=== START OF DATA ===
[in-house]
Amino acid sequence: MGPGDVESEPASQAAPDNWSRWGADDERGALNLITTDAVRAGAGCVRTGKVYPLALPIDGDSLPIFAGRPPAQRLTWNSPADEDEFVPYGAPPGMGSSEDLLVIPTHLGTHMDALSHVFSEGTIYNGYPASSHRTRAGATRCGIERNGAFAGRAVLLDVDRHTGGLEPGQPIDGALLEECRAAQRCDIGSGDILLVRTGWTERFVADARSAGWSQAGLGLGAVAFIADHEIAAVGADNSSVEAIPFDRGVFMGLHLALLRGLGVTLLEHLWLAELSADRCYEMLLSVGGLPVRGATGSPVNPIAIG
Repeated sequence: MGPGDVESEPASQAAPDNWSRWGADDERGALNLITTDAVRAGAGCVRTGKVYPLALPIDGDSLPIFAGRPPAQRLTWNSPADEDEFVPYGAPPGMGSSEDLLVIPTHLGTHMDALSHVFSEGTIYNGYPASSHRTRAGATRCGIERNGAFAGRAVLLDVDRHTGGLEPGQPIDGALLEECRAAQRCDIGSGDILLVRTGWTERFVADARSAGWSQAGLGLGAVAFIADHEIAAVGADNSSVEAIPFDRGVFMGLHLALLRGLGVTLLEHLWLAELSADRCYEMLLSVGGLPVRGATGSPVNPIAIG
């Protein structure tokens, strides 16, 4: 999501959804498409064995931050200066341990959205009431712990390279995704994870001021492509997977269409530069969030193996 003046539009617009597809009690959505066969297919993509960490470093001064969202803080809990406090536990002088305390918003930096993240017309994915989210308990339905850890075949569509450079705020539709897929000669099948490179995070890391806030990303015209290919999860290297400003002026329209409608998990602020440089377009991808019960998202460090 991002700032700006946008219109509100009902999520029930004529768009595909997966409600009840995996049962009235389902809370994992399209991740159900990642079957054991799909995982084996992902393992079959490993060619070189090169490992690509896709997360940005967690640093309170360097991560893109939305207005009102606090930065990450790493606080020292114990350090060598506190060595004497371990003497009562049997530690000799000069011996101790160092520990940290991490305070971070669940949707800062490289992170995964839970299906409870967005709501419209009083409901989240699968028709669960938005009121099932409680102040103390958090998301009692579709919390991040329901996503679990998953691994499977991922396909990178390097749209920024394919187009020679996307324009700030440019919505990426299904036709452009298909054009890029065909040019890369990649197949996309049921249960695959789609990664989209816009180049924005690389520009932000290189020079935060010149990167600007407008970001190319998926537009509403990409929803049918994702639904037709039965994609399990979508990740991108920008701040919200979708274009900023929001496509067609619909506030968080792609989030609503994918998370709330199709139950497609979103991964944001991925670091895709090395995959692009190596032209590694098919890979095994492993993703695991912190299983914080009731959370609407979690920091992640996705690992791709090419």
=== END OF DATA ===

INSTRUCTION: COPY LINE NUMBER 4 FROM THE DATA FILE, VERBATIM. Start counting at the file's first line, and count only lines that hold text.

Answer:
């Protein structure tokens, strides 16, 4: 999501959804498409064995931050200066341990959205009431712990390279995704994870001021492509997977269409530069969030193996 003046539009617009597809009690959505066969297919993509960490470093001064969202803080809990406090536990002088305390918003930096993240017309994915989210308990339905850890075949569509450079705020539709897929000669099948490179995070890391806030990303015209290919999860290297400003002026329209409608998990602020440089377009991808019960998202460090 991002700032700006946008219109509100009902999520029930004529768009595909997966409600009840995996049962009235389902809370994992399209991740159900990642079957054991799909995982084996992902393992079959490993060619070189090169490992690509896709997360940005967690640093309170360097991560893109939305207005009102606090930065990450790493606080020292114990350090060598506190060595004497371990003497009562049997530690000799000069011996101790160092520990940290991490305070971070669940949707800062490289992170995964839970299906409870967005709501419209009083409901989240699968028709669960938005009121099932409680102040103390958090998301009692579709919390991040329901996503679990998953691994499977991922396909990178390097749209920024394919187009020679996307324009700030440019919505990426299904036709452009298909054009890029065909040019890369990649197949996309049921249960695959789609990664989209816009180049924005690389520009932000290189020079935060010149990167600007407008970001190319998926537009509403990409929803049918994702639904037709039965994609399990979508990740991108920008701040919200979708274009900023929001496509067609619909506030968080792609989030609503994918998370709330199709139950497609979103991964944001991925670091895709090395995959692009190596032209590694098919890979095994492993993703695991912190299983914080009731959370609407979690920091992640996705690992791709090419």